Toonami: Cosmo Samurai Deserves a Full Series

Toonami's robot hosts TOM and SARA have a lot more personality than you'd expect from characters whose primary purpose is to advertise action cartoons. Various "Total Immersion Events" (T.I.E.s) have transformed the Cartoon Network/Adult Swim block's packaging into an intriguing universe of its own. For years, many Toonami faithful have wondered if TOM and SARA could sustain their own animated series. Cosmo Samurai, the latest T.I.E., offers perhaps the best path forward for such a show.

Unlike other T.I.E.s, which were made in-house by the Toonami team at Williams Street and integrated into the block's packaging, the four-part Cosmo Samurai series is an anime directed by Naruto's Yasuaki Kurotsu and animated by Telecom Animation Film (the studio behind Tower of God and the recent Lupin III series). It's "non-canonical," so the animation was not beholden to the specific designs used in the block's bumpers.

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Cosmo Samurai's story packs a lot of action and energy into its collected 13-minute runtime. When their ship, the Absolution, gets attacked by space pirates, TOM and SARA get separated across the galaxy. Luckily, TOM gets rescued by the Cosmo Samurai, a team consisting of a swordfighter, a spear-wielder, a ninja and a psychic talking cat. SARA, meanwhile, is kidnapped by the Cosmo Samurai's dinosaur nemesis, so it's up to TOM and his new friends to save the day.

It's all very ridiculous in a classic "anime" way, but it's not a parody so much as an effective recreation of what makes these tropes so fun in the first place. It would feel right at home on any of the old-school Toonami line-ups, right alongside Tenchi Muyo, Ronin Warriors and Outlaw Star.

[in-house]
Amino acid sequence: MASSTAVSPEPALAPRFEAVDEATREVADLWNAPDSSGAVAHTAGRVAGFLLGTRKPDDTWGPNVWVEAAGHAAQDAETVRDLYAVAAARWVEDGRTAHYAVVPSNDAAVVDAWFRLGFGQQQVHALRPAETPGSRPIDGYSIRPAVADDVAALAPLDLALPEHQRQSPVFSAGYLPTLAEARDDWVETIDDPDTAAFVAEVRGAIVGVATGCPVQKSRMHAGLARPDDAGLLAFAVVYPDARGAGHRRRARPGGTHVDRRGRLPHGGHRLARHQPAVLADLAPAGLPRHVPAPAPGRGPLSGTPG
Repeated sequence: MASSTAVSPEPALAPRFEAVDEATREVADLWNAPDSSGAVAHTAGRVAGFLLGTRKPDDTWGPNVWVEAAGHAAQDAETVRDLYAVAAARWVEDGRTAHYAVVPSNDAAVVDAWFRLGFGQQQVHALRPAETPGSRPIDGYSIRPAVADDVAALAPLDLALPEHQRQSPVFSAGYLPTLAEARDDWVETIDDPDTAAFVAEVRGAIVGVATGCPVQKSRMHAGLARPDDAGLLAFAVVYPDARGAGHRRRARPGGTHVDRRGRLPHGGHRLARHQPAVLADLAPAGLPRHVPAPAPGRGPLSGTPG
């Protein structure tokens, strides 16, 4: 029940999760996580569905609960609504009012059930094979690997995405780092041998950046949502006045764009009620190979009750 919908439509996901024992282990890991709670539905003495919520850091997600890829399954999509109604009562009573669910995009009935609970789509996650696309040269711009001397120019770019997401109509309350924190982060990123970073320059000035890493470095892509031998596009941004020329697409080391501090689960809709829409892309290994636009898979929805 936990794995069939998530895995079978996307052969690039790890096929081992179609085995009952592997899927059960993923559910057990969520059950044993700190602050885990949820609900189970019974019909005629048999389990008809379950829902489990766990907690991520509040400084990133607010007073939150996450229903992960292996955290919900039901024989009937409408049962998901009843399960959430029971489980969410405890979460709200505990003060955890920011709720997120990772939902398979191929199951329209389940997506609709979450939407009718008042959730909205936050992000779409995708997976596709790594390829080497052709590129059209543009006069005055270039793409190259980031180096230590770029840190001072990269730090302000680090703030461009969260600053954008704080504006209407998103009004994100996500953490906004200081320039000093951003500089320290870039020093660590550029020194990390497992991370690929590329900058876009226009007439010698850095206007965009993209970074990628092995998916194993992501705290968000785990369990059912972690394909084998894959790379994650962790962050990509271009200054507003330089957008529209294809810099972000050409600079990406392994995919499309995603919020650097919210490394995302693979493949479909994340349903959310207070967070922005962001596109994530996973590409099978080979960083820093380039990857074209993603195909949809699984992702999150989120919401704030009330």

Toonami Cosmo Samurai team

Cosmo Samurai ends on a cliffhanger that demands continuation, and Jason DeMarco, the co-creator of the Toonami block, has confirmed it will receive one next year. For the moment, however, he's playing coy about whether or not this continuation will take the form of another T.I.E. or a full half-hour series. The latter would be especially exciting.

In the streaming age, Toonami needs all the original programming it can get to stay relevant, and Cosmo Samurai seems to have cracked the formula for how to make TOM and SARA the heroes of a compelling ongoing narrative. This T.I.E. gave them a diverse and eccentric cast of characters to bounce off of and the freedom to tell grander stories unbound by the limits of Toonami's bumper requirements. It deserves a full-fledged anime series.

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